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Boston Common

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1634. Beacon, Park, Tremont, Boylston, and Charles sts.
  • Detail of Robert Gould Shaw Memorial (Peter Vanderwarker or Antonina Smith)

Unlike most New England towns and cities, Boston retains a common that was established for pasturage in the colonial period and has remained open space. The Reverend William Blaxton settled on this land in 1625 and sold it to the Puritans when they arrived in 1630. The earliest colonists, however, located on the opposite side of the peninsula in the North End and the current Central Business District. The Common was on the periphery, typical of English patterns of common agricultural lands. As early as 1722, however, the tree-lined mall (now Lafayette Mall) was established along the southern boundary. The central burying ground was established in 1756 on the Common, which also served as a training ground for the militia and as a site for political rallies leading to the Revolution. As the town grew, development came to the edges of the Common, such as Thomas Hancock's grand granite mansion (1737, demolished 1863) on the Beacon Hill edge of the Common. After the Revolution, Charles Bulfinch did much to change the image and purpose of the Common. He developed a plan for beautification in 1803 (executed through 1816) and designed private residences and speculative row houses facing what had now become a public park. Throughout the nineteenth century, the Common continued as the site for political rallies, military drills, and fashionable promenades. Gradually, monuments, a bandstand, the frog pond, and athletic fields have transformed the Common into a series of different zones and uses. The Soldiers and Sailors Monument (1877, Martin Milmore) provides an elevated central focus and the elegant Robert Gould Shaw Memorial (1897, Augustus Saint-Gaudens with McKim, Mead and White) facing the Massachusetts Statehouse (BH2) commemorates the freed black Fifty-fourth Massachusetts Regiment and its white leader in the Civil War. In 1895, Boston constructed the nation's first subway beneath the Tremont Street boundary of the Common; the Boston Common Garage (constructed 1960s) lies beneath the western end of the Common. Today, tourists and natives alike enjoy the tree-covered paths and open lawns of this fifty-acre green space, the oldest public park in the nation.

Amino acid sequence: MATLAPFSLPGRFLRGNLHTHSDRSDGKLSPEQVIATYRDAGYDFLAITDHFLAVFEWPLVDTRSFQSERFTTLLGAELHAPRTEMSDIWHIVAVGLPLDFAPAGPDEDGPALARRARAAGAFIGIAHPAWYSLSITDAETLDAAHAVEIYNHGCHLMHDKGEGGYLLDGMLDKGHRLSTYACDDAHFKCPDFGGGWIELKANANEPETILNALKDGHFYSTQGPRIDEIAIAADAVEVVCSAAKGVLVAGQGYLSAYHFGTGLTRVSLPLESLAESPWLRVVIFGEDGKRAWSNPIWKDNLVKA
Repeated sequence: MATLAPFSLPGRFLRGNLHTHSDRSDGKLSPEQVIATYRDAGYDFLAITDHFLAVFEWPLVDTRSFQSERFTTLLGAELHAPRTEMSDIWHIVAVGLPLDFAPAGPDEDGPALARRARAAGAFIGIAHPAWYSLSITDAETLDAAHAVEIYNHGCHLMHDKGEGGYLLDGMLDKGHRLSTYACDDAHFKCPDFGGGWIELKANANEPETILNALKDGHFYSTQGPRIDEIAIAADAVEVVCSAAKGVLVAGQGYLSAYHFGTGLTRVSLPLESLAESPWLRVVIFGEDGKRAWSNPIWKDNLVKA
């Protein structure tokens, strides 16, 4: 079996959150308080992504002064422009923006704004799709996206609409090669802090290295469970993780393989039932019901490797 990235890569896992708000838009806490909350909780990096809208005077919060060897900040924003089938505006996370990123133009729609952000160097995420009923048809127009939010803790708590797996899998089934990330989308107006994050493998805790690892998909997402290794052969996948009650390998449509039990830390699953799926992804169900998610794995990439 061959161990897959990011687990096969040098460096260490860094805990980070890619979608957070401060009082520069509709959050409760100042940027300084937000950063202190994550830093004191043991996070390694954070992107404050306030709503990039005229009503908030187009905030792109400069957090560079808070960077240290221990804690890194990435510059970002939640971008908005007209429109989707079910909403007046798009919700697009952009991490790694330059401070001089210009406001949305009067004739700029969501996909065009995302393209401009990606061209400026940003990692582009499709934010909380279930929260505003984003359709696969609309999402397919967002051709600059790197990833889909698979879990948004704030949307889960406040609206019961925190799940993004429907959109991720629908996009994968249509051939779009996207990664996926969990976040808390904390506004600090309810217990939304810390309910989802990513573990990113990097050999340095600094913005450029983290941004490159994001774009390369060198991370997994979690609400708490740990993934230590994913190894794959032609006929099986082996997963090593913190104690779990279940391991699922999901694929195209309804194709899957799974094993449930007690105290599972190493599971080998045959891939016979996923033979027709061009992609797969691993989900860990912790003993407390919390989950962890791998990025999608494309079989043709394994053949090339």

Writing Credits

Keith N. Morgan


What's Nearby


Keith N. Morgan, "Boston Common", [Boston, Massachusetts], SAH Archipedia, eds. Gabrielle Esperdy and Karen Kingsley, Charlottesville: UVaP, 2012—,

Print Source

Cover: Buildings of Massachusetts

Buildings of Massachusetts: Metropolitan Boston, Keith N. Morgan, with Richard M. Candee, Naomi Miller, Roger G. Reed, and contributors. Charlottesville: University of Virginia Press, 2009, 101-102.

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